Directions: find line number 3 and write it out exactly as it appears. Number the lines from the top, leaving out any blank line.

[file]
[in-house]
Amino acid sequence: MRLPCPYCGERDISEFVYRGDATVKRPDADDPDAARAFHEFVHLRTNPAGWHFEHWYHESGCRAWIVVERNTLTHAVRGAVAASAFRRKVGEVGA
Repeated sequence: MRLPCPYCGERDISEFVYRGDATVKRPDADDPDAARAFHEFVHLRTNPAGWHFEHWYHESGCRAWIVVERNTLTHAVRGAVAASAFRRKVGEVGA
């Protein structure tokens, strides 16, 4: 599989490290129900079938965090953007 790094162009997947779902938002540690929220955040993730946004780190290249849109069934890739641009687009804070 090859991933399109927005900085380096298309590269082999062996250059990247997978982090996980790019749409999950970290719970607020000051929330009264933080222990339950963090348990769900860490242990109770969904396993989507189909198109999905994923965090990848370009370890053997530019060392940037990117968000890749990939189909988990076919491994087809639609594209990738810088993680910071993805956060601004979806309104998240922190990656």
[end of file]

Repeated sequence: MRLPCPYCGERDISEFVYRGDATVKRPDADDPDAARAFHEFVHLRTNPAGWHFEHWYHESGCRAWIVVERNTLTHAVRGAVAASAFRRKVGEVGA